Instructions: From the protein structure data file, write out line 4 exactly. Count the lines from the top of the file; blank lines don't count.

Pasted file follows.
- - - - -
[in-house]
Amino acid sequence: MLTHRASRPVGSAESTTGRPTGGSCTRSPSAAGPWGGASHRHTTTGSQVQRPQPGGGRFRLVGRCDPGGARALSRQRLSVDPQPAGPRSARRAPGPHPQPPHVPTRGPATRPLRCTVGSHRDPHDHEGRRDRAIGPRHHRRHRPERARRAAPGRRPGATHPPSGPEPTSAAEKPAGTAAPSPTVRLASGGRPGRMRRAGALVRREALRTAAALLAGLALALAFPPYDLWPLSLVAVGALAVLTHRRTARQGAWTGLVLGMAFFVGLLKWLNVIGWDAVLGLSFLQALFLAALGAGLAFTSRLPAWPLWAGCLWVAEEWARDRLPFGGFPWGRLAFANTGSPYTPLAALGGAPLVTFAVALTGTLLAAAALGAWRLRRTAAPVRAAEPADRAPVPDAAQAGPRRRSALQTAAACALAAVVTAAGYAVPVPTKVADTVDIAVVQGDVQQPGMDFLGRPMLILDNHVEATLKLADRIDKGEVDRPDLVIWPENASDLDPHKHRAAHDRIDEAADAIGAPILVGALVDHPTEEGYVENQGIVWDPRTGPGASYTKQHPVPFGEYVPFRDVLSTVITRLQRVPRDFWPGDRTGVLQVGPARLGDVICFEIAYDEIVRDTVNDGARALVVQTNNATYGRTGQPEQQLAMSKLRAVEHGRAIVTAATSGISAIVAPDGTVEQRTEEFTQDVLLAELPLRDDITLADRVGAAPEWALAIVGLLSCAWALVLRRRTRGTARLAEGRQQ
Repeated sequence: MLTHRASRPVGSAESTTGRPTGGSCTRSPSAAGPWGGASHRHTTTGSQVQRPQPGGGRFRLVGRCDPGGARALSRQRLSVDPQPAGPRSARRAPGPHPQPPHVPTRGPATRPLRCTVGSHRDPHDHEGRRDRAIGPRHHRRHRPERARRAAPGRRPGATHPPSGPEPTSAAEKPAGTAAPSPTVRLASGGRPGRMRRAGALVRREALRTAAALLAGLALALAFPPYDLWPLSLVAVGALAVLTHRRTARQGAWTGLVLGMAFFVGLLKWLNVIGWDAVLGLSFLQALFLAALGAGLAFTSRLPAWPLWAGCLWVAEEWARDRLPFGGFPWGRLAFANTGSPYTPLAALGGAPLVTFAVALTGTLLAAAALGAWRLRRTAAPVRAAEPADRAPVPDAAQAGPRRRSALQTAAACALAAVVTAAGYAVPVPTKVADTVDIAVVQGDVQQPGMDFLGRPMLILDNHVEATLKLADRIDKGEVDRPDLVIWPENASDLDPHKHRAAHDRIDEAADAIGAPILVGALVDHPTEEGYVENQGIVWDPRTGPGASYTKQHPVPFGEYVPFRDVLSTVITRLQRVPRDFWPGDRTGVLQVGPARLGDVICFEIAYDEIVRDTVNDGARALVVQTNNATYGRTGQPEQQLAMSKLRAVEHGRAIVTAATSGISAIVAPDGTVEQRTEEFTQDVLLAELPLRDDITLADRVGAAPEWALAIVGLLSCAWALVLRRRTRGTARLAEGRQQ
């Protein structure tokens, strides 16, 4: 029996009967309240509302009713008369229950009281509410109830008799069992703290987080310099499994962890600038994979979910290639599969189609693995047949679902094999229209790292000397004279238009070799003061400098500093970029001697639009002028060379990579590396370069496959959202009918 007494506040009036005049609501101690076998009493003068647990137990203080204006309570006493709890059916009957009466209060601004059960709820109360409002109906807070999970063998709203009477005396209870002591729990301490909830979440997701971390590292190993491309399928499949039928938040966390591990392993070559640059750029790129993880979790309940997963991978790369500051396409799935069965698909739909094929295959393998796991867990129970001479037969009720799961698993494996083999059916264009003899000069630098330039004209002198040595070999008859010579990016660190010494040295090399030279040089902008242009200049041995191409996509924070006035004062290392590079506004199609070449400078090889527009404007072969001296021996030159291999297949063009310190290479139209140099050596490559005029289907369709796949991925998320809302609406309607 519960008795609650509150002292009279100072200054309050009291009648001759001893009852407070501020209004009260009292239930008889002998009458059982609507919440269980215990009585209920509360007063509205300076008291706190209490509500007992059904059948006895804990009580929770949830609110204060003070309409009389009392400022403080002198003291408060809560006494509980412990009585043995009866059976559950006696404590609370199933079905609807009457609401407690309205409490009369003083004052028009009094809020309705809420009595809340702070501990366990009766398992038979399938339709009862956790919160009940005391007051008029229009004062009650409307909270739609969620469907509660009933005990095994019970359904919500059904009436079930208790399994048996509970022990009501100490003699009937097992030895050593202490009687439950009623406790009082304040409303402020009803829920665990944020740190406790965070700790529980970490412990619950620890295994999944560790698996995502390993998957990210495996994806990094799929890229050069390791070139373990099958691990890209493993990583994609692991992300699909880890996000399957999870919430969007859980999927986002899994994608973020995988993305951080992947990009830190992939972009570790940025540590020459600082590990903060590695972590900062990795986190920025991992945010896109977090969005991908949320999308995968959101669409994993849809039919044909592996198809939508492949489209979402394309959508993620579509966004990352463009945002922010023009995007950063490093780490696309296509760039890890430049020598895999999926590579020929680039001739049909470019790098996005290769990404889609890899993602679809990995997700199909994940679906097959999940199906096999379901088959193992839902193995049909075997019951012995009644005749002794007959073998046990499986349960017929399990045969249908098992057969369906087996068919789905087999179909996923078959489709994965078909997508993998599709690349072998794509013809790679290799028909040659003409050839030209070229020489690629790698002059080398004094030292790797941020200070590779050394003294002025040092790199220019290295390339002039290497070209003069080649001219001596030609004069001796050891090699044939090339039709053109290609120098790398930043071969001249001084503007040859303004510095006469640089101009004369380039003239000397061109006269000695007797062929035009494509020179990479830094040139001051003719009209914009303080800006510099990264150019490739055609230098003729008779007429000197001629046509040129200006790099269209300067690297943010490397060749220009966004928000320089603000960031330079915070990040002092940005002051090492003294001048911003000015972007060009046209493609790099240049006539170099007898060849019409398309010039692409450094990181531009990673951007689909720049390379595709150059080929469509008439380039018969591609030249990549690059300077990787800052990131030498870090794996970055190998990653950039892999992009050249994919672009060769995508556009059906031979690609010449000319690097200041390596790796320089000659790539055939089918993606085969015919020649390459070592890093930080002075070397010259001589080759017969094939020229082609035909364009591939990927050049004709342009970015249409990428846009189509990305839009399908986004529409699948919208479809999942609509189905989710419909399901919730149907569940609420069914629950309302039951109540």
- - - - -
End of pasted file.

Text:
């Protein structure tokens, strides 16, 4: 029996009967309240509302009713008369229950009281509410109830008799069992703290987080310099499994962890600038994979979910290639599969189609693995047949679902094999229209790292000397004279238009070799003061400098500093970029001697639009002028060379990579590396370069496959959202009918 007494506040009036005049609501101690076998009493003068647990137990203080204006309570006493709890059916009957009466209060601004059960709820109360409002109906807070999970063998709203009477005396209870002591729990301490909830979440997701971390590292190993491309399928499949039928938040966390591990392993070559640059750029790129993880979790309940997963991978790369500051396409799935069965698909739909094929295959393998796991867990129970001479037969009720799961698993494996083999059916264009003899000069630098330039004209002198040595070999008859010579990016660190010494040295090399030279040089902008242009200049041995191409996509924070006035004062290392590079506004199609070449400078090889527009404007072969001296021996030159291999297949063009310190290479139209140099050596490559005029289907369709796949991925998320809302609406309607 519960008795609650509150002292009279100072200054309050009291009648001759001893009852407070501020209004009260009292239930008889002998009458059982609507919440269980215990009585209920509360007063509205300076008291706190209490509500007992059904059948006895804990009580929770949830609110204060003070309409009389009392400022403080002198003291408060809560006494509980412990009585043995009866059976559950006696404590609370199933079905609807009457609401407690309205409490009369003083004052028009009094809020309705809420009595809340702070501990366990009766398992038979399938339709009862956790919160009940005391007051008029229009004062009650409307909270739609969620469907509660009933005990095994019970359904919500059904009436079930208790399994048996509970022990009501100490003699009937097992030895050593202490009687439950009623406790009082304040409303402020009803829920665990944020740190406790965070700790529980970490412990619950620890295994999944560790698996995502390993998957990210495996994806990094799929890229050069390791070139373990099958691990890209493993990583994609692991992300699909880890996000399957999870919430969007859980999927986002899994994608973020995988993305951080992947990009830190992939972009570790940025540590020459600082590990903060590695972590900062990795986190920025991992945010896109977090969005991908949320999308995968959101669409994993849809039919044909592996198809939508492949489209979402394309959508993620579509966004990352463009945002922010023009995007950063490093780490696309296509760039890890430049020598895999999926590579020929680039001739049909470019790098996005290769990404889609890899993602679809990995997700199909994940679906097959999940199906096999379901088959193992839902193995049909075997019951012995009644005749002794007959073998046990499986349960017929399990045969249908098992057969369906087996068919789905087999179909996923078959489709994965078909997508993998599709690349072998794509013809790679290799028909040659003409050839030209070229020489690629790698002059080398004094030292790797941020200070590779050394003294002025040092790199220019290295390339002039290497070209003069080649001219001596030609004069001796050891090699044939090339039709053109290609120098790398930043071969001249001084503007040859303004510095006469640089101009004369380039003239000397061109006269000695007797062929035009494509020179990479830094040139001051003719009209914009303080800006510099990264150019490739055609230098003729008779007429000197001629046509040129200006790099269209300067690297943010490397060749220009966004928000320089603000960031330079915070990040002092940005002051090492003294001048911003000015972007060009046209493609790099240049006539170099007898060849019409398309010039692409450094990181531009990673951007689909720049390379595709150059080929469509008439380039018969591609030249990549690059300077990787800052990131030498870090794996970055190998990653950039892999992009050249994919672009060769995508556009059906031979690609010449000319690097200041390596790796320089000659790539055939089918993606085969015919020649390459070592890093930080002075070397010259001589080759017969094939020229082609035909364009591939990927050049004709342009970015249409990428846009189509990305839009399908986004529409699948919208479809999942609509189905989710419909399901919730149907569940609420069914629950309302039951109540």